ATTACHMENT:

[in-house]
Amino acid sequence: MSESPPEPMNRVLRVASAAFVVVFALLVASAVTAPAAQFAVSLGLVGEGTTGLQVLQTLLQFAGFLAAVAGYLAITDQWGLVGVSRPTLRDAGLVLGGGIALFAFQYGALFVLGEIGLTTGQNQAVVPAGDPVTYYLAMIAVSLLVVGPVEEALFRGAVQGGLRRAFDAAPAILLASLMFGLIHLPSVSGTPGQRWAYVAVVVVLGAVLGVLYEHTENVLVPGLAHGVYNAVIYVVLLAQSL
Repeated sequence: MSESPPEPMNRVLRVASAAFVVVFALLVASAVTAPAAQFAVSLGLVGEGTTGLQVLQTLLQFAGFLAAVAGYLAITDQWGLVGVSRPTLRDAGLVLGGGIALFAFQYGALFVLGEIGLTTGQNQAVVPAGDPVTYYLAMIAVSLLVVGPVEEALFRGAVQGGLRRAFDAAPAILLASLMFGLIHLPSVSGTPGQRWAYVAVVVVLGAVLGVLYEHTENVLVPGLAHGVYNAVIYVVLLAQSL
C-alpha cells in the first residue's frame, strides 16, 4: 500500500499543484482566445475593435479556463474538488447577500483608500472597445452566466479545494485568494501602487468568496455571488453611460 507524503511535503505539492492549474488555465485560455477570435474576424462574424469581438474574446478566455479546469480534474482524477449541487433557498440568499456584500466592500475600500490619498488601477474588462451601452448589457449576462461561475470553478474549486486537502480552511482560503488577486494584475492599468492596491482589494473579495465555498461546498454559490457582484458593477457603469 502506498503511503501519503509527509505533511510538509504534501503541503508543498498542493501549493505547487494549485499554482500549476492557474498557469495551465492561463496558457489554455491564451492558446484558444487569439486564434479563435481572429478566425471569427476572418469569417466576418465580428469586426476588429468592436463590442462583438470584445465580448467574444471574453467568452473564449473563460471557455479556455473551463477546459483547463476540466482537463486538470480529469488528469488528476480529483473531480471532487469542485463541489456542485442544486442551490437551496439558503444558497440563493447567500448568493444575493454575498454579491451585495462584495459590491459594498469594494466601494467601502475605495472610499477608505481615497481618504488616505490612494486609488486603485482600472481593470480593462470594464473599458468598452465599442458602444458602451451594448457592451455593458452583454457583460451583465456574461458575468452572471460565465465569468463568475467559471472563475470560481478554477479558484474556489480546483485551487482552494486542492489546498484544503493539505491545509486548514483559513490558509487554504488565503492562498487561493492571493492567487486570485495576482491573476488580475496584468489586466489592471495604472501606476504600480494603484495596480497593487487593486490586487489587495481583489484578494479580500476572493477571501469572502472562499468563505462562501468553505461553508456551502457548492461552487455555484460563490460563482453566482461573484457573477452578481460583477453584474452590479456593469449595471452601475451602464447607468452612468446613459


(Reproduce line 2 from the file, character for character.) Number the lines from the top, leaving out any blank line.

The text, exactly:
Amino acid sequence: MSESPPEPMNRVLRVASAAFVVVFALLVASAVTAPAAQFAVSLGLVGEGTTGLQVLQTLLQFAGFLAAVAGYLAITDQWGLVGVSRPTLRDAGLVLGGGIALFAFQYGALFVLGEIGLTTGQNQAVVPAGDPVTYYLAMIAVSLLVVGPVEEALFRGAVQGGLRRAFDAAPAILLASLMFGLIHLPSVSGTPGQRWAYVAVVVVLGAVLGVLYEHTENVLVPGLAHGVYNAVIYVVLLAQSL